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NDP Leadership Candidates Grapple with Strategic Voting

United Steelworkers debate confronts candidates with tough issues.

Jeremy Nuttall 23 Jun

Jeremy J. Nuttall is The Tyee’s reader-funded Parliament Hill reporter in Ottawa. Find his previous stories here.

Unabashedly progressive policies and a shift to proportional representation are keys to keeping the federal New Democrats from being abandoned by strategic voters, party leadership candidates said Thursday in a Toronto debate.

The debate, hosted by the United Steelworkers Union, featured questions on protecting pensions, the future for resource workers and retirement incomes — and strategic voting.

The NDP’s slump in the 2015 election, when it went from leading in pre-election polls to winning just 44 seats, has been blamed on voters who supported party policies but decided that voting for Justin Trudeau’s Liberals was the best way to oust Stephen Harper.

Manitoba MP Niki Ashton said the party must stop making mistakes like allowing the Liberals to “out left” the New Democrats during election campaigns and “wandering away” from the party’s principles.

“We need to learn from those lessons and we need to do things differently,” Ashton said. “We need a bold agenda to stand up for working people, to stand up for people on the margins.”

Ashton said the party’s core message should be that anyone who considers themselves progressive should vote for the NDP.

New Westminster-Burnaby MP Peter Julian echoed her sentiments, saying the party needs to present bold visions and policies on issues like the environment and electoral reform.

Prime Minister Justin Trudeau promised electoral reform during the campaign, saying the 2015 election would be the last one based on the current first-past-the-post system. But he reneged on the commitment this year.

Julian said that the NDP needs to continue to push for proportional representation, which would eliminate the need for strategic voting.

Quebec MP Guy Caron and Ontario MPP Jagmeet Singh clashed over retirement income.

Singh, a late entrant to the race who is now considered a front-runner, has called for an end to universal old age pensions. He proposes merging retirement and seniors’ benefits into one program with payments going to those with the lowest incomes.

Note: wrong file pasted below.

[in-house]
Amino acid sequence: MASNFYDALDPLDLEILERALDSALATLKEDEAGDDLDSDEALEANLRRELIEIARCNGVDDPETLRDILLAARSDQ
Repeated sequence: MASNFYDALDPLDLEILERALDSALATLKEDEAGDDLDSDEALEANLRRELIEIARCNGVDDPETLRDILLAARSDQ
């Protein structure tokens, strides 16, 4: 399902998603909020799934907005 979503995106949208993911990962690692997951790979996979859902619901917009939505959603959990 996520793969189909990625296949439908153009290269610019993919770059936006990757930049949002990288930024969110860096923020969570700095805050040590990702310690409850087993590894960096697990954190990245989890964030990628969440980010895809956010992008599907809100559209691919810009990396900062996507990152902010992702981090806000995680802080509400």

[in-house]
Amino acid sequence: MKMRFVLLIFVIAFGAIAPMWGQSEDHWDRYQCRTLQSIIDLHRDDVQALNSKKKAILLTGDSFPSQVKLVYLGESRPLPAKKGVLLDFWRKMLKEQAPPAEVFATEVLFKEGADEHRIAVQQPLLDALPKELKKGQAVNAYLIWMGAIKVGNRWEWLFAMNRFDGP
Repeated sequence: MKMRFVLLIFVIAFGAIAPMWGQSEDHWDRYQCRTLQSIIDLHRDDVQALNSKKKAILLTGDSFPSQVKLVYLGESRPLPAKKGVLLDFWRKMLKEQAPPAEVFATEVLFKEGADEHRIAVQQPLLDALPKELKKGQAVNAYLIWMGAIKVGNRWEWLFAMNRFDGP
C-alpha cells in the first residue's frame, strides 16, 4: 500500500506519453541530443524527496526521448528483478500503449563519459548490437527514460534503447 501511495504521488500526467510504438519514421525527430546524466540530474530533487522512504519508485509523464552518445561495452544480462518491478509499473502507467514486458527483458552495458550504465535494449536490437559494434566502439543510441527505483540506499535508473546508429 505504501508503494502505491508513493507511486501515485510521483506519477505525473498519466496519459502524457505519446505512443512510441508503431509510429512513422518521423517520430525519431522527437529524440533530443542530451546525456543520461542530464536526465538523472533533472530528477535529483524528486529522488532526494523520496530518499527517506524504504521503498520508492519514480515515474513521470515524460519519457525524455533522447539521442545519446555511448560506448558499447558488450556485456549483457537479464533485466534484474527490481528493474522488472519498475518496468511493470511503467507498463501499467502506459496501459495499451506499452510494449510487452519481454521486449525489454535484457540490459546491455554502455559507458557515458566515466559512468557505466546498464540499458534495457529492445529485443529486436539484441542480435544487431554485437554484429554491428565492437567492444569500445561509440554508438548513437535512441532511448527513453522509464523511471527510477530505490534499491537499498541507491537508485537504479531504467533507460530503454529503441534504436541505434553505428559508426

Caron went on the attack.

“The way I see it is that it will open up the door for the stigmatization of low-income seniors,” Caron said. “It’s a Conservative idea, why are you trying to dress up a Conservative idea in a progressive clothing?”

Singh defended his position, saying his plan will help lift people out of poverty and eliminate tax breaks for those who don’t need them.

Another question raised the critical issue of the NDP’s approach to balancing environmental protection and climate policy against the importance of jobs for unionized workers in the resource sector.

Timmins-James Bay MP Charlie Angus criticized the federal government for not investing in retraining workers when resource economies slump, like the Alberta oil and gas industry since prices collapsed in 2014.

“In the time of a bust that’s when you put the re-investment in,” Angus said.

Trade and protectionism also emerged as a debate issue. The five leadership hopefuls were asked if the federal government should implement a “buy Canadian” policy, giving preference to businesses in this country.

“Yes we should, and we should start with Canadian steel,” said Singh. “We can start with steel, we can look at other industries like forestry, there are a number of areas we can look at.”

All the candidates agreed that pension rules need to be changed to protect employees when close or lay off workers.

Caron said pensioners need to make the first people on the list of creditors when a company files for bankruptcy.

The NDP will select a leader to replace Tom Mulcair in October, through mail and online voting.  [Tyee]

Read more: Politics

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